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Originally posted by MrStyx
That is an interesting idea. I still don't understand why we haven't traveled to the moon more than we have. I'm sure they didn't get all the data they needed with one trip. Or maybe they did see all they needed to see there. I'd hope once the private sector starts in on the space race that they make it a point to go back again.
Originally posted by Dr Expired
reply to post by Illustronic
I guess the effort would be worth the while, if it halved the time to Mars?
The probe could also gain extra speed by being slung at a greater speed using the Earth?
Its mass would give a greater sling speed than the moons?
Originally posted by Biigs
Why not sling off every planet,
Originally posted by Illustronic
reply to post by VictorVonDoom
Launching from sea level uses over 90% of it's stored fuel capacity, you know, to defeat the gravity and atmospheric drag. So I believe you should reconsider your theory, we do have to take off from near sea level and closer to the equator you launch from opposite the rotation of the earth the more speed you get for free from said rotational velocity, in all, about an extra 1,000 mph.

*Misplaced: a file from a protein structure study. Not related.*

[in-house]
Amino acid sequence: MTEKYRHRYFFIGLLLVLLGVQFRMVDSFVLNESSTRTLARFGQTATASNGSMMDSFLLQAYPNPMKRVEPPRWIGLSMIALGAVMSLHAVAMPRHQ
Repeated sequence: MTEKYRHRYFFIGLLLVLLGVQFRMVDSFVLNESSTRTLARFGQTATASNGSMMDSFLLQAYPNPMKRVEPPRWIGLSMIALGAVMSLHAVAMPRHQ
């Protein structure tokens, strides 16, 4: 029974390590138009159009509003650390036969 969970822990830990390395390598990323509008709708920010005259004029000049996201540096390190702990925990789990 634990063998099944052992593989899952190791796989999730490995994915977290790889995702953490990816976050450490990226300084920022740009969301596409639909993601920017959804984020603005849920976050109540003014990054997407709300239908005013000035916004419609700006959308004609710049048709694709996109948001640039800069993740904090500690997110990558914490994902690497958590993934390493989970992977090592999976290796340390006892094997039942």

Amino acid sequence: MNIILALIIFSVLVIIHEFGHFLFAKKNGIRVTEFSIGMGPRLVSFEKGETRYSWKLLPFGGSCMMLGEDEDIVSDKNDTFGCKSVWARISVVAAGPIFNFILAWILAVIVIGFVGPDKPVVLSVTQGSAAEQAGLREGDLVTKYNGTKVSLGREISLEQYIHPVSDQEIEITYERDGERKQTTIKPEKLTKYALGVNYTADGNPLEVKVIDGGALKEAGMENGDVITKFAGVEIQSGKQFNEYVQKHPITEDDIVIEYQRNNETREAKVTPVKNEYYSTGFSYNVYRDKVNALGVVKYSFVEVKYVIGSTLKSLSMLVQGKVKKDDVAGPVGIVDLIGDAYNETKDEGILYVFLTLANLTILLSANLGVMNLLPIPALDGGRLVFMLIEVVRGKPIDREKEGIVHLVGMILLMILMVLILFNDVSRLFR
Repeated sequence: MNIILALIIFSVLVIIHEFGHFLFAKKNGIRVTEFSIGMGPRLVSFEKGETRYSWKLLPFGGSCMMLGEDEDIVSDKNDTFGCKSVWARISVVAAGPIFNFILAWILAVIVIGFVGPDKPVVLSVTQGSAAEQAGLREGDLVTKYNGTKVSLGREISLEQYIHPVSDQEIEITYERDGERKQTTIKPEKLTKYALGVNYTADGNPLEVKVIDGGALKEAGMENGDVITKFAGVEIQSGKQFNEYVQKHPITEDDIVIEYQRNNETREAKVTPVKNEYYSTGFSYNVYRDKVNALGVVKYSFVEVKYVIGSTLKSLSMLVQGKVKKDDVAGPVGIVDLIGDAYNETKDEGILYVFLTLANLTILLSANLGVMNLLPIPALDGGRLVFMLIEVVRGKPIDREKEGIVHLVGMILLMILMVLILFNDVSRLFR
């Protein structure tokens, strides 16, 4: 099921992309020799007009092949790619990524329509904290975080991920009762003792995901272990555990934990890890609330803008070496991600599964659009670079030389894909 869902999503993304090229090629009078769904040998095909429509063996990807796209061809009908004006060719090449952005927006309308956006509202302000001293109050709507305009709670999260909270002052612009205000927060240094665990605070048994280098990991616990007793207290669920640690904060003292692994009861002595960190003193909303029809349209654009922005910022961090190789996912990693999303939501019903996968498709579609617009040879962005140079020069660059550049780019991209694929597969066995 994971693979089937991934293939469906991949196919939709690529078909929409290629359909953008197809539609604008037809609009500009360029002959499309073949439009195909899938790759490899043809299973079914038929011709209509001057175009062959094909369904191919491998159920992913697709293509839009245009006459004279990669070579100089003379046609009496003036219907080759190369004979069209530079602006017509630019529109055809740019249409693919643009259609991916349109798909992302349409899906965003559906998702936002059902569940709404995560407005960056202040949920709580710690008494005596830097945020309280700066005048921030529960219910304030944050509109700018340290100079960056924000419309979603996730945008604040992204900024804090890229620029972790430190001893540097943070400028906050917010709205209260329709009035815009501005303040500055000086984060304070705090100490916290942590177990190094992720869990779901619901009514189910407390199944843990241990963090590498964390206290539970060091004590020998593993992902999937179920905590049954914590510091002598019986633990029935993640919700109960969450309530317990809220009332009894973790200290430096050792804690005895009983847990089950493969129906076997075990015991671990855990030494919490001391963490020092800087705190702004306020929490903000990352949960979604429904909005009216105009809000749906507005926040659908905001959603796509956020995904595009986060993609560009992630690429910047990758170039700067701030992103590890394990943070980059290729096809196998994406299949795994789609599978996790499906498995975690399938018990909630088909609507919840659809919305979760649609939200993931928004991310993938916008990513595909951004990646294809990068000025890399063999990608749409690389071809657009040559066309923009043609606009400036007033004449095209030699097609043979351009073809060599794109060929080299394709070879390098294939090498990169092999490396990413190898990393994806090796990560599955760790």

An F-16 can travel 920 mph at sea level, at altitude, it can travel nearly twice the speed of sound. (one of the fastest jets at sea level due largely to it's small profile and wings, even though it is a single engine craft).
If you launch a spacecraft from near equatorial sea level to the west, you will have to reach 19,500 mph instead of 17,500 mph to reach a stable earth orbit.edit on 3-9-2011 by Illustronic because: (no reason given)